In the energy sector, there has long been talk of smart grids. The underlying concept is to modernize the physical infrastructure that electric utilities rely on for their delivery systems. This is typically accomplished through the use of computerized remote control and automation systems. Since this involves bringing legacy equipment into the digital world, it is also often referred to as an example of an Industrial Internet of Things (IIoT) initiative.
The current state of the grid
For this type of industry, change is slow. Part of this is due to the complexity of retrofitting or upgrading an extensive network of components that requires near 100% up-time. It is also a regulated industry, which brings with it additional challenges in terms of policies and standards. To get a better understanding of the current state of smart grids, it is helpful to map out its sub-segments: generation, transmission and distribution.
Generation refers to the power plants themselves. Some of these are considered core to the grid, always producing a base amount of electricity. Others are brought online to handle peak usage times or to augment maintenance windows at one of the core facilities. Transmission refers to the high capacity lines that carry this power to the regions that require it. Finally, distribution is effectively the last mile, where it is delivered to businesses and residences.
The smart grid movement has led to improvements in both power generation and transmission. For the most part, those two segments have made the investments necessary to enable a second by second understanding of how the grid is operating. However, this is not the case for distribution. In fact, most utilities have little visibility past the substation and even those aren’t fully monitored. Thus, the smart grid is not truly complete. There is a large blind spot that inhibits a full end-to-end understanding of operations.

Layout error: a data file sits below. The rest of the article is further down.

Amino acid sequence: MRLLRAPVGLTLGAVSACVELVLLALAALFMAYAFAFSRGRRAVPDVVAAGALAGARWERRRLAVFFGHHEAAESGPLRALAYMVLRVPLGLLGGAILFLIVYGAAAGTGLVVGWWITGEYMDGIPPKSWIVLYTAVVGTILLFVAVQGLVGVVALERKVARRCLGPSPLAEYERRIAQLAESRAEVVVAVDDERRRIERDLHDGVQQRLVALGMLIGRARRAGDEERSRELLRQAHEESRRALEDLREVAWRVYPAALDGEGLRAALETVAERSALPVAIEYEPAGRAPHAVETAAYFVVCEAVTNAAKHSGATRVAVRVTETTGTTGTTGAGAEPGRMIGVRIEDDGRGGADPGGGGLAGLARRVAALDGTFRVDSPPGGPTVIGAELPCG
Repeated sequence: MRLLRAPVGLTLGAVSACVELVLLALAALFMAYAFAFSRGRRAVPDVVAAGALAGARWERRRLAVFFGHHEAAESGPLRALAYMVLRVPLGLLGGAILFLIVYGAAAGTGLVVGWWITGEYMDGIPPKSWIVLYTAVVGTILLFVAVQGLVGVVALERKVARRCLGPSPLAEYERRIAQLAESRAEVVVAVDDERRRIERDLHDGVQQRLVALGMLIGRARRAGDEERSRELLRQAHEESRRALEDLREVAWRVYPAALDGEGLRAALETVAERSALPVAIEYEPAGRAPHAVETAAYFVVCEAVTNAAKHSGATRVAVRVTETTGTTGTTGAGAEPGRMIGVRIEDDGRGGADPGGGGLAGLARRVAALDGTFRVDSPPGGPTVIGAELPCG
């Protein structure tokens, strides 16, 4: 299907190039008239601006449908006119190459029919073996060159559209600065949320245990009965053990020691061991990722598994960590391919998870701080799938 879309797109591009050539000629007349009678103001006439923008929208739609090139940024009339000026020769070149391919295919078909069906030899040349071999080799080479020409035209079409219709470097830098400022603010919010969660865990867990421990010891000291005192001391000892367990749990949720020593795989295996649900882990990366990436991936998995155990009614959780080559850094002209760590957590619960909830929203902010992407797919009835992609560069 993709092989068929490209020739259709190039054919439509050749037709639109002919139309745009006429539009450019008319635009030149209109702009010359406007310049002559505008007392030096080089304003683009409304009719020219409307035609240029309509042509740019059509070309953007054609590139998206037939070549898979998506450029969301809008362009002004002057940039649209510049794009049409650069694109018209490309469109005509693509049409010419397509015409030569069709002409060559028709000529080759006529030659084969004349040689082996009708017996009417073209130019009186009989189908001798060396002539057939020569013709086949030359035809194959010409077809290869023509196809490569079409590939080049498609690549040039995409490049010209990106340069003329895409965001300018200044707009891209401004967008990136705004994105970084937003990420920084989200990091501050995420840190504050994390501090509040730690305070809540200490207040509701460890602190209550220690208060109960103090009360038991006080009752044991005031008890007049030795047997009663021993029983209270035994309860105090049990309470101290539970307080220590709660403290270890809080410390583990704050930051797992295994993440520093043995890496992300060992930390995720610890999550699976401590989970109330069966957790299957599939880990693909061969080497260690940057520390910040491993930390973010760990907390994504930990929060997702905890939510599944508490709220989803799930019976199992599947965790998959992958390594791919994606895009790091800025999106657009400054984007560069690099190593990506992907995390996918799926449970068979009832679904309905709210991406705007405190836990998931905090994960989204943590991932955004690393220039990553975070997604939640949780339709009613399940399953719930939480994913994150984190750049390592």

At first, it may seem like the industry stopped short for no reason. But, there was a time when a detailed view of the distribution network was not critical. For decades, utilities could use a mathematical calculation to understand the capacity requirements of a neighborhood. This is important because regulations require utilities to keep a certain amount of capacity on the grid and over-producing power is wasteful because there is no way to preserve it if it goes unused.
Adapting to changing conditions
Then, the world changed. The popularity of electric vehicles has increased power consumption, while financial incentives for solar installations as well as environmental awareness has led to power being added back to the grid. All of a sudden, there was no predictable way to understand capacity needs. The math no longer worked on a consistent basis and utilities lost the ability to reliably forecast demand.
The time is right to solve the final piece of the puzzle. This means completing the promise of smart grids by extending it all the way to the edge of the network. One method of accomplishing this is replacing mechanical meters with smart meters. But, converting to smart meters is more than just new hardware. It also requires rethinking how a meter operates and the value that it can bring to utilities in understanding this currently invisible last mile.